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Writers of XSLT processors would be more inclined to take up this challenge
if you didn't state upfront that you needed an xsltproc solution!
Clearly this ought to work vastly better with the new string-handling
capabilities in XSLT 2.0.
But post the sample, and let's see what we can do with it. xsl-list might be
a better forum for this than xml-dev.
> -----Original Message-----
> From: Rick Marshall [mailto:email@example.com]
> Sent: 03 April 2006 01:00
> To: Peter Hunsberger
> Cc: Michael Kay; firstname.lastname@example.org; email@example.com
> Subject: Re: [xml-dev] XML Performance in a Transacation and recursion
> i've found the performance problem, and it ties together with the
> discussion on recursion.
> here's the problem - the stylesheet vocabulary is used to write a
> postscript program. but postscript strings can't contain '('
> or ')' (the
> delimiters for a postscript string).
> so every output string has to be parsed and the parentheses
> escaped with
> a '\'.
> we have no control over the source of the documents so i tried the
> recursive examples for substituting one string with another through a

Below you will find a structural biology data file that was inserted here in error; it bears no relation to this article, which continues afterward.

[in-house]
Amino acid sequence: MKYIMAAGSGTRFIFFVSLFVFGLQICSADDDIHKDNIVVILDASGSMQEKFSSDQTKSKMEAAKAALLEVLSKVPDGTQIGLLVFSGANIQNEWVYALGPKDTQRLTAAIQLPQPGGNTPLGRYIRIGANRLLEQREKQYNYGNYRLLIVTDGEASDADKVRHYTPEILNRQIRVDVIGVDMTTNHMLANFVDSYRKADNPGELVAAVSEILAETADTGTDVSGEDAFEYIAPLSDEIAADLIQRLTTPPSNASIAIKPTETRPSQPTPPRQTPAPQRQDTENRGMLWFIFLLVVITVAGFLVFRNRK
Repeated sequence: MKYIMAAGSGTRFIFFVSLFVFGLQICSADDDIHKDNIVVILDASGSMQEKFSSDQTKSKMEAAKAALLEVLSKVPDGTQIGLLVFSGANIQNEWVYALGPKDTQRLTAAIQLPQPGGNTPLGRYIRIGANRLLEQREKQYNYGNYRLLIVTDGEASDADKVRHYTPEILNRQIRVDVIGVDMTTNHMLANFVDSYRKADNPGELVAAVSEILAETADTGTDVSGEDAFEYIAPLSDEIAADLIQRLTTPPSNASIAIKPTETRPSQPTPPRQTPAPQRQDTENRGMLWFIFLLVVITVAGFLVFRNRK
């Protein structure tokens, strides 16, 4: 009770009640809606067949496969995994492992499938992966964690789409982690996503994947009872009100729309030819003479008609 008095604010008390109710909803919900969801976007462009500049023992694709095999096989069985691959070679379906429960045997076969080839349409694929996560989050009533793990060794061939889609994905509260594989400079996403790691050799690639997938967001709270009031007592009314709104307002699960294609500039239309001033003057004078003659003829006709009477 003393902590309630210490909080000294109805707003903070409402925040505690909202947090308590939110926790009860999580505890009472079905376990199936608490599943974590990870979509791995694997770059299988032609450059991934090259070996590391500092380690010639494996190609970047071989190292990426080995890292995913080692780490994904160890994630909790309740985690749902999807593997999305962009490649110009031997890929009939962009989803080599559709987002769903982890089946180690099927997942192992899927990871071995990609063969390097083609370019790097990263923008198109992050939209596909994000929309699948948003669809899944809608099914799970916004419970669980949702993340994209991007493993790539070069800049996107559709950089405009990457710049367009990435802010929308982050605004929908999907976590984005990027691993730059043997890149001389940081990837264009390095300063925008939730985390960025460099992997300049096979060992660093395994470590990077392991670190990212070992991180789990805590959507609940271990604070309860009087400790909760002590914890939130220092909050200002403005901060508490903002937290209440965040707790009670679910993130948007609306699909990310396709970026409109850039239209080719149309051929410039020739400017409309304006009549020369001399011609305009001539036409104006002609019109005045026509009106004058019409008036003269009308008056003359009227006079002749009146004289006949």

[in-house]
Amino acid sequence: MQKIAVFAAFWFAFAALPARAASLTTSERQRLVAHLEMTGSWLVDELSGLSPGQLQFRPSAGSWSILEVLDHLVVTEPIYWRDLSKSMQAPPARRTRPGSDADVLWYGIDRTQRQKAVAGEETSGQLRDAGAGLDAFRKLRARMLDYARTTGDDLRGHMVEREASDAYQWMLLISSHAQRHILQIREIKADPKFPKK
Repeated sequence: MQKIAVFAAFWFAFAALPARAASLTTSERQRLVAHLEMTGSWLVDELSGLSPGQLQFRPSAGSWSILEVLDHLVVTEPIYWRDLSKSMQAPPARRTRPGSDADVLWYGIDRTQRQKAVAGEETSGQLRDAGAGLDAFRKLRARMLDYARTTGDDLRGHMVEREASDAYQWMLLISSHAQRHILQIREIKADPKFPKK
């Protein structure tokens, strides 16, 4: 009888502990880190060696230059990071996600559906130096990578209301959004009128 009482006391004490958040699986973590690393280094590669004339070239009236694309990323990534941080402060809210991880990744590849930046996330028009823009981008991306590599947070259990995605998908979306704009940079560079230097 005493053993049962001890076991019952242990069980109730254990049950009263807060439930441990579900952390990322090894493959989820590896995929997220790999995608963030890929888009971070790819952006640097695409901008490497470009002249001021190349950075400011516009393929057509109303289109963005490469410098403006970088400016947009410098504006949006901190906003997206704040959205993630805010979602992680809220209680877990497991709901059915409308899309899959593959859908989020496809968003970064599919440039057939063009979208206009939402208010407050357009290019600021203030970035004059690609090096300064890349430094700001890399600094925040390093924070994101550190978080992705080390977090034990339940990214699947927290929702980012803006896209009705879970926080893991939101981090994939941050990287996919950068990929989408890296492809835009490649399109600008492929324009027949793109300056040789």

> string. eg "ABC(DEF" ends up as "ABC\(DEF" and
> "AB(DEF)GHI()JK(" ends up
> as "AB\(DEF\)GHI\(\)JK\(".
> i've solved my performance problem for the moment by
> preprocessing the
> input with sed instead.
> but i'm not happy because sed has no knowledge of the dom and blindly
> applies the transformation, instead of only applying it to
> the content
> of elements.
> so here's a real challenge - write a template for the above
> transformation with an example on how to call it; i'll put it
> into the
> style sheet and test it against the examples and we'll find out what
> techniques are linear or better and what ones aren't.
> the solution (in this case) must work with xsltproc.
> currently on a 410k input document 41 of the 43 seconds of processing
> time is taken up by the string escaping function.
> writers of xsl processors can then compare their performance results
> over the various techniques as well.
> Peter Hunsberger wrote:
> >On 3/26/06, Rick Marshall <firstname.lastname@example.org> wrote:
> >>Michael Kay wrote:
> >>>>o(n2) is what you get when something is wrong.
> >>>No, there are many problems for which no solution exists
> that is better than
> >>>O(n^2) - in any language.
> >>and it's a problem, because those problems can't be scaled,
> but instead
> >>have to be tackled by decomposition (at least you then get
> linear response)
> >Think about what you're saying here: if you can break the data apart
> >by hand and get linear processing times you've demonstrated that
> >there is an algorithm that has linear processing times. The issue is
> >coding it up...
> >Peter Hunsberger